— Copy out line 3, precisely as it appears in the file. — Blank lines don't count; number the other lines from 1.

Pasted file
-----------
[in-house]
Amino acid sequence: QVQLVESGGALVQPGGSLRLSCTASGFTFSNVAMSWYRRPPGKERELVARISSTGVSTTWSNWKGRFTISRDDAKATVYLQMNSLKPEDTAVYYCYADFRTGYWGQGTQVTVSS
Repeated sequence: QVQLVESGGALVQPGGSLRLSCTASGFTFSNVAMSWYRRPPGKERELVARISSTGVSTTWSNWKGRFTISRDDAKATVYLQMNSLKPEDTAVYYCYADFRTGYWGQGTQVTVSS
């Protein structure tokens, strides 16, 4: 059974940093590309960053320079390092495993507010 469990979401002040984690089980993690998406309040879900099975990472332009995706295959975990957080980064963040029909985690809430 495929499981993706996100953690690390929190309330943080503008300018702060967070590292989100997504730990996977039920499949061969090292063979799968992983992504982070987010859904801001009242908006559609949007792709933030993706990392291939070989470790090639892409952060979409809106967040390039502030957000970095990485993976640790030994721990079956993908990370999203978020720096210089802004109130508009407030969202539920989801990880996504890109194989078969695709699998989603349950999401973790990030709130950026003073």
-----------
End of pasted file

Repeated sequence: QVQLVESGGALVQPGGSLRLSCTASGFTFSNVAMSWYRRPPGKERELVARISSTGVSTTWSNWKGRFTISRDDAKATVYLQMNSLKPEDTAVYYCYADFRTGYWGQGTQVTVSS